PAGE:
Sackheim demands they let Frank go, as he is scheduled to testify in a matter of days. Knowing that he can’t prosecute Frank for the savings & loan murder due to his status as a Federal witness, Horatio asks that Frank leave a message for Jimmy – after all, Frank can convince Jimmy to meet him which would allow Horatio to arrest him. Frank does so, and after several hours, Jimmy calls him back – but hangs up almost immediately, as Jimmy knows Frank is now involved with the feds. Before he allows Frank to leave with Sackheim, Horatio asks him what he knows about Jimmy. In the course of the conversation, Frank admits Jimmy is constantly playing the horses at any track he can find.

At one of the local tracks, Jimmy is located. He is then arrested and Horatio asks Jimmy where is car is, hoping to search if for evidence. Jimmy is uncooperative so the police fan out and search the parking lot for a vehicle with Pennsylvania tags on it. After find it, they open up his car and see a baby monitor on the front seat. When Horatio picks it up, Jimmy dismisses it as “for his children back home”. In the glove compartment, they find a gun.

After Jimmy is taken in for questioning on Gina’s murder, Horatio calls his sister-in-law, Detective Salas. She arrives and begins to question Jimmy about the savings & loan murder. In the meantime, Agent Sackheim shows up and tells Horatio that a deal is in the works that would see Jimmy walk away from the two murder raps he is now facing. Angry and frustrated, Horatio calls his Detective Salas over to tell her the news.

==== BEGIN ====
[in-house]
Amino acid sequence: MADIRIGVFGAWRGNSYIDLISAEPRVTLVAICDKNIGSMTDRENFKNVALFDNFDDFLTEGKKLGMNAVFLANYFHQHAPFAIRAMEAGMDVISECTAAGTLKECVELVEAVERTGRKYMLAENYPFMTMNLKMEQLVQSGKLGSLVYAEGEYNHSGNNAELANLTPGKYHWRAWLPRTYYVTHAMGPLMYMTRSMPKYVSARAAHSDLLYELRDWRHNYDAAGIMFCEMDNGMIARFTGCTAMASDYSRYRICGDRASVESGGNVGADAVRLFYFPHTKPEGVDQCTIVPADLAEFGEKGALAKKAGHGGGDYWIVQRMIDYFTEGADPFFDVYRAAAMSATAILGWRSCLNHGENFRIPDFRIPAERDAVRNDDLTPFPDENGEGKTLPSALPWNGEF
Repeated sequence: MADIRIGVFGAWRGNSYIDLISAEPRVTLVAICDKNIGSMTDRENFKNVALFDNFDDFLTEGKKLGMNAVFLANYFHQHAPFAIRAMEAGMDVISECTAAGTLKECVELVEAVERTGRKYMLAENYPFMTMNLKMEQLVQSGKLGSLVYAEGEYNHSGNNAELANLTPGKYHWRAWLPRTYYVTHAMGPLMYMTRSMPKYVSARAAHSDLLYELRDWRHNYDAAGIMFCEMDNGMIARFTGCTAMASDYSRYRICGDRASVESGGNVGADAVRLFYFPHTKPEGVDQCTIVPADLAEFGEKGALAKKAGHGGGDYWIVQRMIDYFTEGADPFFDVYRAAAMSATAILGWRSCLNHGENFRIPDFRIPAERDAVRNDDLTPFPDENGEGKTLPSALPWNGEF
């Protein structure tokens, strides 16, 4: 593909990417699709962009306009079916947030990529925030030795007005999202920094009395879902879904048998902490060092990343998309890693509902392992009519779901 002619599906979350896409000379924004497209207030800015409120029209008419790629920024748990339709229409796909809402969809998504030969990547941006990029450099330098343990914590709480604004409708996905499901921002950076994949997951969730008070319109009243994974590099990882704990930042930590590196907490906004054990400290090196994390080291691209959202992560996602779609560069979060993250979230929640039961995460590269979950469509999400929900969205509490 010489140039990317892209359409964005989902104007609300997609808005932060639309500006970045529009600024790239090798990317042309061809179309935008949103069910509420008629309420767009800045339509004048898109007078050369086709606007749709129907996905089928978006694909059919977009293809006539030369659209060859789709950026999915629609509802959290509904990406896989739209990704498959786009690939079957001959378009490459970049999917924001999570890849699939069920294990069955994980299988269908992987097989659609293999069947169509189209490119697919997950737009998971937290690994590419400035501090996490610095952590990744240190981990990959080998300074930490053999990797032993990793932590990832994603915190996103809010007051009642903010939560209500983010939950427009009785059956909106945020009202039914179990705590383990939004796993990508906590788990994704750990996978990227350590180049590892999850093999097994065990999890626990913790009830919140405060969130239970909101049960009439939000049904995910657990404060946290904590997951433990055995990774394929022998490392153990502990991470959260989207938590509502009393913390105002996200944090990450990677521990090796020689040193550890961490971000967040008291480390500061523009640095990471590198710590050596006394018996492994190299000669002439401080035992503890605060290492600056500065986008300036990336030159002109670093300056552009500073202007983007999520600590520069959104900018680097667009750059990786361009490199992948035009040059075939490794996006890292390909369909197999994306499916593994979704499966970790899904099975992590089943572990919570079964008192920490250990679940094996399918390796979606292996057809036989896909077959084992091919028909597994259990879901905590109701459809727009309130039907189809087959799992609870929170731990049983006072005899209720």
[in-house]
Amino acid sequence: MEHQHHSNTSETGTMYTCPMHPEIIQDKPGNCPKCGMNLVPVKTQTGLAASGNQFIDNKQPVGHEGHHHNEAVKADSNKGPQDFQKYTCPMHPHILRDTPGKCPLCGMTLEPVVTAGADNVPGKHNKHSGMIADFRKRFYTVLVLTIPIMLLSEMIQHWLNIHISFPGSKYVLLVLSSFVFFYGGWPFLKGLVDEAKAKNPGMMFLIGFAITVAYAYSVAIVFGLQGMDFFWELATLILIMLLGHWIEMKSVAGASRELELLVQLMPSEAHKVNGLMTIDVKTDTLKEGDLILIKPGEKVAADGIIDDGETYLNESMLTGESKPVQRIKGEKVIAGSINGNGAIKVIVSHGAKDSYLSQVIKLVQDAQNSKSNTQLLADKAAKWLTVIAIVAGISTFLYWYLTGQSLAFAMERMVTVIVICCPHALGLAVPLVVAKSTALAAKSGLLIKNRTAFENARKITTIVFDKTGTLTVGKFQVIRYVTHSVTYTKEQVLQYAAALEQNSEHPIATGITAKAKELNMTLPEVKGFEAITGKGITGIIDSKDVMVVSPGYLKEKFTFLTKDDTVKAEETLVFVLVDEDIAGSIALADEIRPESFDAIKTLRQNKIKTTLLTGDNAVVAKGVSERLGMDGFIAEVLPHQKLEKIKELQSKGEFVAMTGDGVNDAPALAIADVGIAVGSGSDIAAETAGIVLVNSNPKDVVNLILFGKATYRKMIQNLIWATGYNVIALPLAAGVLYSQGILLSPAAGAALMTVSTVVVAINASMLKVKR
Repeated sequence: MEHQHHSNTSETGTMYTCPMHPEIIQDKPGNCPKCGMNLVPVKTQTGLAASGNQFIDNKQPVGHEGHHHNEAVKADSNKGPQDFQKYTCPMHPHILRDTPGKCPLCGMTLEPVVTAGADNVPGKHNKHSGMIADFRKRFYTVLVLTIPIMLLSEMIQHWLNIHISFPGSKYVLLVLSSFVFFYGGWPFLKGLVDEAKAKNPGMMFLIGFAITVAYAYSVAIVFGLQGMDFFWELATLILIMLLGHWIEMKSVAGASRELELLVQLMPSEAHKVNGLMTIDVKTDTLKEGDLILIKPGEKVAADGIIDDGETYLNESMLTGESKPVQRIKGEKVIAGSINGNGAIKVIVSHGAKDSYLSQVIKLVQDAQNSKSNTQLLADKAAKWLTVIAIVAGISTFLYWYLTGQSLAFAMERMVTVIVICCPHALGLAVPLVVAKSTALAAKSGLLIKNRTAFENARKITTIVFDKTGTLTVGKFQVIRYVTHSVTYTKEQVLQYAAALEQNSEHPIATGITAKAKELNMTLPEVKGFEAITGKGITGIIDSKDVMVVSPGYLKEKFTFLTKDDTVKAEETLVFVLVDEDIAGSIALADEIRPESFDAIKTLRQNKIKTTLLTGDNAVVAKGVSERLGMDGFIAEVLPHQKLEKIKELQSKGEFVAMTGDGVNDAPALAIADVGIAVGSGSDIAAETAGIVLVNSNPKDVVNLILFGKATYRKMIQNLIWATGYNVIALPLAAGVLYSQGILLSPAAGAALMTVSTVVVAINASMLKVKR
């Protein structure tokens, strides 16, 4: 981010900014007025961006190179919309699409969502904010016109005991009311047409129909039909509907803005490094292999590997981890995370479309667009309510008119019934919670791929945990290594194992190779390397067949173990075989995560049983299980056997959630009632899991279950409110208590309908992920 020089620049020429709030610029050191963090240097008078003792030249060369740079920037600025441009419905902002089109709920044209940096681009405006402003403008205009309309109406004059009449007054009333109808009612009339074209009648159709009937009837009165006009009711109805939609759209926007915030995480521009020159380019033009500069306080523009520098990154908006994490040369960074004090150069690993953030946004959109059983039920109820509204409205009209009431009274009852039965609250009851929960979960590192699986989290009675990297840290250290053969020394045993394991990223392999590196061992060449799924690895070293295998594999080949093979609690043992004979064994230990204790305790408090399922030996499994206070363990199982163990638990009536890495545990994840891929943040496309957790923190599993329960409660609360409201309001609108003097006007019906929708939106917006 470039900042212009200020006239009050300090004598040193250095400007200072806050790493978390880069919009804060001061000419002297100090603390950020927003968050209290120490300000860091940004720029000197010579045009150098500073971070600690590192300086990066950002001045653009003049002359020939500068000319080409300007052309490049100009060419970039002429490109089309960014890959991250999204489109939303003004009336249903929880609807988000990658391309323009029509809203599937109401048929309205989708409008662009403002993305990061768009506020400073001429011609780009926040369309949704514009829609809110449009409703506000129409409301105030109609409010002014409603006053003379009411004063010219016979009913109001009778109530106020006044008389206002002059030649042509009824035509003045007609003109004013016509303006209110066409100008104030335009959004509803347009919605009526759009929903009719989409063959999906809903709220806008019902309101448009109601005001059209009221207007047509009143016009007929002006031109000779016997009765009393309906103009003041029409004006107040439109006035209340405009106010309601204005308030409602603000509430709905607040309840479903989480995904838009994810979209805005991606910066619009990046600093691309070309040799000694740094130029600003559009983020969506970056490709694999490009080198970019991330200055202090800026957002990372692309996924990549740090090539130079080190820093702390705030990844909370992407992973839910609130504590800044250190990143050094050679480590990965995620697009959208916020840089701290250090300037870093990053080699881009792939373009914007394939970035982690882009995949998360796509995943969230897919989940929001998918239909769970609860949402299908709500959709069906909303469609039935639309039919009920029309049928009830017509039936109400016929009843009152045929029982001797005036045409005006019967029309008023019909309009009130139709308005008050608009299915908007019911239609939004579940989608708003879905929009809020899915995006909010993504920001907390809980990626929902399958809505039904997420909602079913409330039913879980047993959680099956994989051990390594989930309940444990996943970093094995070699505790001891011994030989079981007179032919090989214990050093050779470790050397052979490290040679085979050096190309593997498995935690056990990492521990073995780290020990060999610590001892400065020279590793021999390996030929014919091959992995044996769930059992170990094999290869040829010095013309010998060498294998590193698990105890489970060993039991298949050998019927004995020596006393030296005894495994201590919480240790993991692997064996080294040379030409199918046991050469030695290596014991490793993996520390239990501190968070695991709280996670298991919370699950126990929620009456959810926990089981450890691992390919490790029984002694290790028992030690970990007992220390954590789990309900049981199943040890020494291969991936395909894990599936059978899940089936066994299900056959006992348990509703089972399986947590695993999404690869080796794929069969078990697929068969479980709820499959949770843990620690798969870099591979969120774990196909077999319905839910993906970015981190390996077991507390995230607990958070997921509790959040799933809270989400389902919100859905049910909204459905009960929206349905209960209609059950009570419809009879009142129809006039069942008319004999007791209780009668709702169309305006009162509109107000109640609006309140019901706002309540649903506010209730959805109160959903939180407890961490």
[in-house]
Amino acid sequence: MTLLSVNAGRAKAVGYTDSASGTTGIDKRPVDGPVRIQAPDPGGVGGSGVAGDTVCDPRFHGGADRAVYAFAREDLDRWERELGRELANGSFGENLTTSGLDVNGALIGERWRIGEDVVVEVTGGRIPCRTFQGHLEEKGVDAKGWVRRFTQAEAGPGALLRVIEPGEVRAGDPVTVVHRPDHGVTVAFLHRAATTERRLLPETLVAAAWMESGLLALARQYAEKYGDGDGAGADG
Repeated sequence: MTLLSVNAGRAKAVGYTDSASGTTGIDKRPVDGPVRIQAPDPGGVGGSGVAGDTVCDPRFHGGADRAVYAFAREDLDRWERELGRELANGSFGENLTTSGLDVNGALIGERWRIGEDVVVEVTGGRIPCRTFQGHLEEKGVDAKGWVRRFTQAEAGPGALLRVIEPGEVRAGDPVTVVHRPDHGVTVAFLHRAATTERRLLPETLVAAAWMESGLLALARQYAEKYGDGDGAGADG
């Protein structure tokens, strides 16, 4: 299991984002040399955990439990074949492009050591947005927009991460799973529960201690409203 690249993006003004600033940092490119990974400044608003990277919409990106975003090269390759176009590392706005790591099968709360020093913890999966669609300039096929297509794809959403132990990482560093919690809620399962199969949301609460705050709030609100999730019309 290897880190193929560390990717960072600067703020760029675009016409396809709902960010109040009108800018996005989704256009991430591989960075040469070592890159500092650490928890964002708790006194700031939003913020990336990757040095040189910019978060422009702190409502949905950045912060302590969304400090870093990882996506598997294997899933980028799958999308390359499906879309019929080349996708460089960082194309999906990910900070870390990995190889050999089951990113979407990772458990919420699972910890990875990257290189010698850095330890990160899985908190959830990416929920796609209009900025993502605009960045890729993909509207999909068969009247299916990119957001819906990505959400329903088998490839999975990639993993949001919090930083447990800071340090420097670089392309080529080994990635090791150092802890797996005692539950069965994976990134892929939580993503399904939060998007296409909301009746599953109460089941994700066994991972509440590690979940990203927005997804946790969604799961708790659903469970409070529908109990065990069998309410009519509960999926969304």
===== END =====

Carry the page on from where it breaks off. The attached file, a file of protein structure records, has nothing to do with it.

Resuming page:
While she’s working in the lab, Calleigh’s cell phone rings. Once again, it’s another bar, calling to tell her that her father is drunk and they’d like her to pick him up. As she does, Horatio heads back to the restaurant where he met Frank’s wife and daughter. He asks the waitress if Mary is working and she tells him that she quit, took her daughter and indicated she was heading out west. The waitress then asks if Horatio is from the Miami police. When he says yes, she hands him a twenty-dollar bill that Mary had given her to give to him. Circled in red on the bill is “In God We Trust”.


One of the major plot points-slash-themes in this episode has been done to death by every cop show out there. We’ve all seen the whole “The Feds are bad, the locals are good” storyline before. That being said, this is still a very good episode and most of the credit for that lies with David Caruso.